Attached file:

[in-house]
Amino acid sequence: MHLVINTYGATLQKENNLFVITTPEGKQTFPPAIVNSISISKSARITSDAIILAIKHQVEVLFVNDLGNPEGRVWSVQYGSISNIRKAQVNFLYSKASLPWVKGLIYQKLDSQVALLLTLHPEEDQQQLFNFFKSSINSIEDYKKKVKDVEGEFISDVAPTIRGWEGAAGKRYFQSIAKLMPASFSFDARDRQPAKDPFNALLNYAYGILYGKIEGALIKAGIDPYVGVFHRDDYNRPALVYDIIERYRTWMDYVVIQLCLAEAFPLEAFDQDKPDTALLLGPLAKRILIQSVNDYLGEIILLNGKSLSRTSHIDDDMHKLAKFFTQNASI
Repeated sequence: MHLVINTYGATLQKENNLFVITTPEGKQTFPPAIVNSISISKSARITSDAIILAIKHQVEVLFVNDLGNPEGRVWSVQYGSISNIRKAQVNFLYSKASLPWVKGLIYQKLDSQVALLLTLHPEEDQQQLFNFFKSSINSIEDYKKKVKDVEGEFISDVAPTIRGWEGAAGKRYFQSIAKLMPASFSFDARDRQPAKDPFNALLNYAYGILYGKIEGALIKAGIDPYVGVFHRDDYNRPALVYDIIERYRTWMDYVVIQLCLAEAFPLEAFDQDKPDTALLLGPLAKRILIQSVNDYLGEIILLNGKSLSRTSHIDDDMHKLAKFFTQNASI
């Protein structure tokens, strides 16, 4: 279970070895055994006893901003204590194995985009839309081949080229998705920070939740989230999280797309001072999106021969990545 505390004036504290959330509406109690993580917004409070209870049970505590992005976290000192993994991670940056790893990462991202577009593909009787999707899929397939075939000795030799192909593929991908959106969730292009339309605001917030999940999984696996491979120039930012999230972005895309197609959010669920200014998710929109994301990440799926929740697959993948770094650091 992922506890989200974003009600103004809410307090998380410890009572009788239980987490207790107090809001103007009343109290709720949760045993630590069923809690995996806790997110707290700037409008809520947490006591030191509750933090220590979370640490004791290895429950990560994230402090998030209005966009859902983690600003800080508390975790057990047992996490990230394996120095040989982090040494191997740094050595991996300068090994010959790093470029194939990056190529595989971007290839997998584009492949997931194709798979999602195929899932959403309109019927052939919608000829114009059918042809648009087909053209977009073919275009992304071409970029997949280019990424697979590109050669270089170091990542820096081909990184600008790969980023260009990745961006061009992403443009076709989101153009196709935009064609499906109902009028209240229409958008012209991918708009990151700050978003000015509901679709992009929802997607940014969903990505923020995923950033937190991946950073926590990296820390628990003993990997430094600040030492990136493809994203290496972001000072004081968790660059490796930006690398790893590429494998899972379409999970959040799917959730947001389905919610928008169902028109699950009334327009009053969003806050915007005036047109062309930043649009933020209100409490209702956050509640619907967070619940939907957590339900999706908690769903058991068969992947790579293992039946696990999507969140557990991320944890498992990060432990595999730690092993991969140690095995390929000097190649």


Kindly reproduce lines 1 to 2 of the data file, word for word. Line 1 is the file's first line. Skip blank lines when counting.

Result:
[in-house]
Amino acid sequence: MHLVINTYGATLQKENNLFVITTPEGKQTFPPAIVNSISISKSARITSDAIILAIKHQVEVLFVNDLGNPEGRVWSVQYGSISNIRKAQVNFLYSKASLPWVKGLIYQKLDSQVALLLTLHPEEDQQQLFNFFKSSINSIEDYKKKVKDVEGEFISDVAPTIRGWEGAAGKRYFQSIAKLMPASFSFDARDRQPAKDPFNALLNYAYGILYGKIEGALIKAGIDPYVGVFHRDDYNRPALVYDIIERYRTWMDYVVIQLCLAEAFPLEAFDQDKPDTALLLGPLAKRILIQSVNDYLGEIILLNGKSLSRTSHIDDDMHKLAKFFTQNASI